This three-step process — discerning right from wrong, acting on it, and saying it publicly — is incredibly challenging. But in many ways, it accurately captures your job description. The defining qualifications of legal and compliance professionals are not necessarily your education and training, although those are important elements to be sure. It's your judgment and your integrity and the duty of care that you apply to your job that are critical.

In Horizons for a Profession, Robert Roy and James MacNeill identified some of the same challenges you face this way:

When to speak out, when to be silent, how to say or write that which is necessary but awkward, courage to face up to the need for doing so, talent to be firm yet diplomatic, imagination to see beneath and beyond the surface, perceptivity not only for what has happened but also for what may happen, constancy in ethical behavior, sagacity to avoid errors of omission as well as those of commission: these and other attributes like them are qualities, not definable as knowledge but inherent in individuals.3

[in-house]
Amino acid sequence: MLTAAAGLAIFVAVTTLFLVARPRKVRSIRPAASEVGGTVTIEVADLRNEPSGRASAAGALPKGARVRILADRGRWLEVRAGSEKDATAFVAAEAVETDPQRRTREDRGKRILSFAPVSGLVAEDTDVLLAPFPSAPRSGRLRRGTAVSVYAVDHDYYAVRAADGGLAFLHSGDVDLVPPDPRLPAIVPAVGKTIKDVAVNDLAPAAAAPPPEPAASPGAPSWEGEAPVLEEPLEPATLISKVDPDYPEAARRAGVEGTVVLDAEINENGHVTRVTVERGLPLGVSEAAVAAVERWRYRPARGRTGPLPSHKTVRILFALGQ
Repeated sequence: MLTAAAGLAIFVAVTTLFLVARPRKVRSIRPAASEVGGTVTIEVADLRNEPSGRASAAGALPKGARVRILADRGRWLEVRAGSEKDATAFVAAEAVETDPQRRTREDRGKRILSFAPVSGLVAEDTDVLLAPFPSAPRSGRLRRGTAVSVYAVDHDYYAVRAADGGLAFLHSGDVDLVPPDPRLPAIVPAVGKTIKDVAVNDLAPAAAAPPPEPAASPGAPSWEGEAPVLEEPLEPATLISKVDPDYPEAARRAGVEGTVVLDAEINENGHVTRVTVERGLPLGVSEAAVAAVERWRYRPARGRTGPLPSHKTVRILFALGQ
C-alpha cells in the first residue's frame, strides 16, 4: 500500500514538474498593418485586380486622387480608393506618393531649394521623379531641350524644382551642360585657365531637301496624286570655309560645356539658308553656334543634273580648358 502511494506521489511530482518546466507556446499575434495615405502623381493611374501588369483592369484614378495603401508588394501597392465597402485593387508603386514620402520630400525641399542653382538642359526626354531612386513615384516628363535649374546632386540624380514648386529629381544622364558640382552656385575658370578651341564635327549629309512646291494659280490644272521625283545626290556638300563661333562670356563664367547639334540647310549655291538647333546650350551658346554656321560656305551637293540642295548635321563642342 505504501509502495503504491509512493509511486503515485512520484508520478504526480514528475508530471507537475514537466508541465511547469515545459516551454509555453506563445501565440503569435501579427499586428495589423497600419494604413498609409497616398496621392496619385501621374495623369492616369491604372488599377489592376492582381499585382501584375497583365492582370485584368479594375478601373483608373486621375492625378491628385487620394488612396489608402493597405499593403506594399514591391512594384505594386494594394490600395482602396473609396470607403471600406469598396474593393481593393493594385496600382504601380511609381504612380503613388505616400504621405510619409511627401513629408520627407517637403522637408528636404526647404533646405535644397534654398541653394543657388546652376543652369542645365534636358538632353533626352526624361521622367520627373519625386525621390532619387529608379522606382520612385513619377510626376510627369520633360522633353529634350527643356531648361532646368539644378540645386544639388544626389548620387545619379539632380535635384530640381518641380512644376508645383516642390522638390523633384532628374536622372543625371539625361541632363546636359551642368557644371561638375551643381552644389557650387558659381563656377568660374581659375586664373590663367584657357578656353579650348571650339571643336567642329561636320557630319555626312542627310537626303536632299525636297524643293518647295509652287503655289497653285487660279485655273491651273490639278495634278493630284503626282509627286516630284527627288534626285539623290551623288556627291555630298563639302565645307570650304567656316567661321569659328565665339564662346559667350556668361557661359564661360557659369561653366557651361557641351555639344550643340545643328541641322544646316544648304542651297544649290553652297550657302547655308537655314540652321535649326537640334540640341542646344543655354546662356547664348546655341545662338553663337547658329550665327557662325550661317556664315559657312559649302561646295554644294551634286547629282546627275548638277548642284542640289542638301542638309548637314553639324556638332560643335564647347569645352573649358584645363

Roy and MacNeill point out that these and other attributes are the qualities that make a person a professional and not a mere technician.

Confidence in our capital markets cannot be maintained if the public believes everything is a game to enable corporations to rely on lawyers and other professionals, who in turn rely on a literal reading of the law or governing principles. The notion lawyers too often adopt is, if it's technically legal, it must be ok! But lawyers are not mere technicians. They are professionals retained for their counsel. Helping a client fall within very literal legal prescriptions, even when doing so flies in the face of what the particular legal prescriptions were obviously intended to accomplish, endangers public confidence, and is surely ill advised.

A core issue arising in Enron's wake is enhancing existing and planned legal standards with ethical and competency standards not only for accountants but also for lawyers, officers and directors and others. The public cannot be served if professionals who serve as gatekeepers merely follow the letter of the law, but not necessarily its spirit. We need to move away from wooden, rigid, literalism, and encourage all upon whom the present system depends to adopt a bias in favor of the needs of the investing public.